When a Minnesota-based cannabis beverage company approached Alamo Beer Company earlier this year seeking a manufacturer for its faux beer products, which contain hemp-derived THC instead of alcohol, it had already struck out with two other brewers.
“The first said no, we can’t do that, which I appreciated,” said HighBridge Premium CEO James Hunter. The next brewer said yes, but was unable to follow the recipe, even after three attempts, which cost “hundreds of thousands of dollars [and] tens of thousands of cans,” he said.
Enter Alamo Beer. The San Antonio brewer’s first crack at the complex formula was “a fabulous success all the way around,” Hunter said. “We were just super impressed. It’s a fabulous facility.”
Alamo Beer Company is now producing the company’s three faux beers, and starting next month, it also will begin making THC-infused seltzers, or “effervescent botanicals,” as HighBridge calls them. All of HighBridge’s drinks will be sold initially in Texas and Minnesota, with plans to expand to other states.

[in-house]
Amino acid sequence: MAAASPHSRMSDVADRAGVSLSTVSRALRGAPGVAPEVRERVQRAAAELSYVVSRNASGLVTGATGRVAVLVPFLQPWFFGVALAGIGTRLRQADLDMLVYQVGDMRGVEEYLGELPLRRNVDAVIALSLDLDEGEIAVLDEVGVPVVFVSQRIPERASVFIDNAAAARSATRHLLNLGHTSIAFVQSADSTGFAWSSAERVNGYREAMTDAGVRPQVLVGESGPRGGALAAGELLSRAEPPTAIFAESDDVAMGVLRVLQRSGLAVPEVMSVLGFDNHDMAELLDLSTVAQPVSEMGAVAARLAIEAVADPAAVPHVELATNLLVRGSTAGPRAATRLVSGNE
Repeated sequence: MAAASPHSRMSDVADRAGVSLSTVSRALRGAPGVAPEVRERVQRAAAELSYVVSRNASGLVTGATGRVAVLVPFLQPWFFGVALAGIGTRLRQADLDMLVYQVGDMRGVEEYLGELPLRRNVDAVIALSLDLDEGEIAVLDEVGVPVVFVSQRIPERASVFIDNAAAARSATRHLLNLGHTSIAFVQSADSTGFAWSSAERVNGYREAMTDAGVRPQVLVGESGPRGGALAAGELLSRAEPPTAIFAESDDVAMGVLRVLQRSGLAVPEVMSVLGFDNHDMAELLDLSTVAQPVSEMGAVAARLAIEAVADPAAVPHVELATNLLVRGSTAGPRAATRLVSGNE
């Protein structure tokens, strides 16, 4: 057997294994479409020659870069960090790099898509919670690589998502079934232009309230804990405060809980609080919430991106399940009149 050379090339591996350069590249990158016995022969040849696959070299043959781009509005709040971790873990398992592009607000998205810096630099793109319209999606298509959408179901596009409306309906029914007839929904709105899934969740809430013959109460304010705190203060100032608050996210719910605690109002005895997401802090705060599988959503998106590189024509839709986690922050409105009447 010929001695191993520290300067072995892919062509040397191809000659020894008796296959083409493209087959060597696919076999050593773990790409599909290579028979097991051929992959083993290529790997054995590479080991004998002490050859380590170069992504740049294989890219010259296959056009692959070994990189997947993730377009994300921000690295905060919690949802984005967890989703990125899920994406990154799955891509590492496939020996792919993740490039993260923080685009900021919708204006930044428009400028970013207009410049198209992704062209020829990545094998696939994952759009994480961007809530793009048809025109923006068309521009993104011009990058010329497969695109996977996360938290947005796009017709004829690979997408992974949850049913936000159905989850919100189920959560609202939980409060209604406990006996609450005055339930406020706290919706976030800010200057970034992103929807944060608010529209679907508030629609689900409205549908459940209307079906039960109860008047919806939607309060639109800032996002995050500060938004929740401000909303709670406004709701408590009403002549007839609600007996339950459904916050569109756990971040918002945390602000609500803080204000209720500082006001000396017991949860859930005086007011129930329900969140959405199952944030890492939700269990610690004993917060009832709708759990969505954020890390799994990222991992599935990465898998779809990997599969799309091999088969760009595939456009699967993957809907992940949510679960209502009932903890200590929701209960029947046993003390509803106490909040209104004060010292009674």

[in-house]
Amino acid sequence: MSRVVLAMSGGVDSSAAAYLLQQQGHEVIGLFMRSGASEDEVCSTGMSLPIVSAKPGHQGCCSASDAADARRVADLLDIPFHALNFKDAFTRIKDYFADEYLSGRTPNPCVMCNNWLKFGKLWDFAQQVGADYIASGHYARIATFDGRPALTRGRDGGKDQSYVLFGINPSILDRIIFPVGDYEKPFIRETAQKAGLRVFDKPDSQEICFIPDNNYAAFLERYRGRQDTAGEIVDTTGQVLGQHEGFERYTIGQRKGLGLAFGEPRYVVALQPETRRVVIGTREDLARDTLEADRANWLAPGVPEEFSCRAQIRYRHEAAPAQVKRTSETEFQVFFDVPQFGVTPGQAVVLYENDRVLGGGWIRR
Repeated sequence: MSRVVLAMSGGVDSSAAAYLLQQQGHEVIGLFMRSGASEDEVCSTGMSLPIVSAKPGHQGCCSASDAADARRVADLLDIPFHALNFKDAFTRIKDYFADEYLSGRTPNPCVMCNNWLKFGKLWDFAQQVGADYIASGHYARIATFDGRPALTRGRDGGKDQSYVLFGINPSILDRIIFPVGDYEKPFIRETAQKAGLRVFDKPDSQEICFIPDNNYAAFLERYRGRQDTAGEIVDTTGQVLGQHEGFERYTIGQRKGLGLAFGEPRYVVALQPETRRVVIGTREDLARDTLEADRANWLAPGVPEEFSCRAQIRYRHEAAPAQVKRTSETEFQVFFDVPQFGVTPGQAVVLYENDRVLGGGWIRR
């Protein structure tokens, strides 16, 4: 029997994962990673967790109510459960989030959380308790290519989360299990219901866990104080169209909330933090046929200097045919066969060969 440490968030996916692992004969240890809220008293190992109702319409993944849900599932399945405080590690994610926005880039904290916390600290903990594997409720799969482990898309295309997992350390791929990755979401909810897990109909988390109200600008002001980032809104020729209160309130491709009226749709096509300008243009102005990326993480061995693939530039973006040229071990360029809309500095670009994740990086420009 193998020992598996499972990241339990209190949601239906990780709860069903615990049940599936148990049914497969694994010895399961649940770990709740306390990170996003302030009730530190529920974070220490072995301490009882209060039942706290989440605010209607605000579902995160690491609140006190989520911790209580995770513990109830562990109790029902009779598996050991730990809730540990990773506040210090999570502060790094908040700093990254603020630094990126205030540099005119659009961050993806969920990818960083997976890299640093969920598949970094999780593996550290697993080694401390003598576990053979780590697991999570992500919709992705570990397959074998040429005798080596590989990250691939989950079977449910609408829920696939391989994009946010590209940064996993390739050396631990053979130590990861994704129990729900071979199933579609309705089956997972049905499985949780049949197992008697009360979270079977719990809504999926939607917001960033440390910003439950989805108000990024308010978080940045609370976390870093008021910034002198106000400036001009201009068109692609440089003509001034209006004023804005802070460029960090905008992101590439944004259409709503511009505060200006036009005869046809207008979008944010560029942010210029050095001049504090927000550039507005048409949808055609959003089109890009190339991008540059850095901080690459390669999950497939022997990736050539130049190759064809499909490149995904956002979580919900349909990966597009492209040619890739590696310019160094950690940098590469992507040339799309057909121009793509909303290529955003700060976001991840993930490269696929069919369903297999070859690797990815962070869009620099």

Their sale is legal in every state, thanks to the 2018 federal Farm Bill, which removed hemp from the definition of marijuana in the federal Controlled Substances Act. Hemp is defined as cannabis and its derivatives that contain no more than .3%, by dry weight, of the psychoactive compound delta-9-tetrahydrocannabinol, or THC.
In Texas, hemp became legal through House Bill 1325, which Gov. Greg Abbott signed in 2019. That has allowed businesses in the Lone Star State to sell many types of consumable hemp products, as long as they remain under the .3% THC limit. The notable exception is smokable hemp, which remains illegal in Texas.
HighBridge’s website describes the drinks as offering “a mood-boosting delight” with “faster cannabinoid absorption times.” The faux beers are produced in three different potencies, with 5 mg, 8 mg and 10 mg of hemp-derived delta-9 THC. A customer testimonial on the site extols the lack of hangover, one of the selling points of THC beverages.
Trial and error